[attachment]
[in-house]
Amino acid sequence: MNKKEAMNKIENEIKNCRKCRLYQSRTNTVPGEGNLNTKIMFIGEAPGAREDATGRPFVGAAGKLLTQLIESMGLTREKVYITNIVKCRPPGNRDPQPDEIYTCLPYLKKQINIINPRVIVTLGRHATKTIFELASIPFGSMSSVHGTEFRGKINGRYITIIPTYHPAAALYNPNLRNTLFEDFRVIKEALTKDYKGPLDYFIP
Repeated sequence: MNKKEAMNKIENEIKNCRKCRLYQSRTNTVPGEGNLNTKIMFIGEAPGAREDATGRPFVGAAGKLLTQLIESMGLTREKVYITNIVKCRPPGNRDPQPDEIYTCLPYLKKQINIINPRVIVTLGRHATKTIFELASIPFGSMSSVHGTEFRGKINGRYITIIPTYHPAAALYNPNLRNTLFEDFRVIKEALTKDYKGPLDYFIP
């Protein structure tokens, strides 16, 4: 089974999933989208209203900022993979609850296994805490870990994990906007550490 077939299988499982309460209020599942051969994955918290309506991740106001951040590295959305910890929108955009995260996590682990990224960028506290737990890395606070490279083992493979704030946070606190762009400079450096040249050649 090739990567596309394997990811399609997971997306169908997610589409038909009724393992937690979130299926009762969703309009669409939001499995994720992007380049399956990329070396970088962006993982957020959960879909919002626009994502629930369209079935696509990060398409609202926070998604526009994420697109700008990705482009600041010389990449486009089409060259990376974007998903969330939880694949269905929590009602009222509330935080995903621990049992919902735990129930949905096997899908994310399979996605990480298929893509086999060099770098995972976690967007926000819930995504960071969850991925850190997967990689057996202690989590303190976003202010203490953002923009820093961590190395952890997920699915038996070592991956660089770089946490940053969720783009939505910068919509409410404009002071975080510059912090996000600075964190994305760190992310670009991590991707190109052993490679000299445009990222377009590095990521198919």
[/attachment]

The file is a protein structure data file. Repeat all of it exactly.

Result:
[in-house]
Amino acid sequence: MNKKEAMNKIENEIKNCRKCRLYQSRTNTVPGEGNLNTKIMFIGEAPGAREDATGRPFVGAAGKLLTQLIESMGLTREKVYITNIVKCRPPGNRDPQPDEIYTCLPYLKKQINIINPRVIVTLGRHATKTIFELASIPFGSMSSVHGTEFRGKINGRYITIIPTYHPAAALYNPNLRNTLFEDFRVIKEALTKDYKGPLDYFIP
Repeated sequence: MNKKEAMNKIENEIKNCRKCRLYQSRTNTVPGEGNLNTKIMFIGEAPGAREDATGRPFVGAAGKLLTQLIESMGLTREKVYITNIVKCRPPGNRDPQPDEIYTCLPYLKKQINIINPRVIVTLGRHATKTIFELASIPFGSMSSVHGTEFRGKINGRYITIIPTYHPAAALYNPNLRNTLFEDFRVIKEALTKDYKGPLDYFIP
């Protein structure tokens, strides 16, 4: 089974999933989208209203900022993979609850296994805490870990994990906007550490 077939299988499982309460209020599942051969994955918290309506991740106001951040590295959305910890929108955009995260996590682990990224960028506290737990890395606070490279083992493979704030946070606190762009400079450096040249050649 090739990567596309394997990811399609997971997306169908997610589409038909009724393992937690979130299926009762969703309009669409939001499995994720992007380049399956990329070396970088962006993982957020959960879909919002626009994502629930369209079935696509990060398409609202926070998604526009994420697109700008990705482009600041010389990449486009089409060259990376974007998903969330939880694949269905929590009602009222509330935080995903621990049992919902735990129930949905096997899908994310399979996605990480298929893509086999060099770098995972976690967007926000819930995504960071969850991925850190997967990689057996202690989590303190976003202010203490953002923009820093961590190395952890997920699915038996070592991956660089770089946490940053969720783009939505910068919509409410404009002071975080510059912090996000600075964190994305760190992310670009991590991707190109052993490679000299445009990222377009590095990521198919």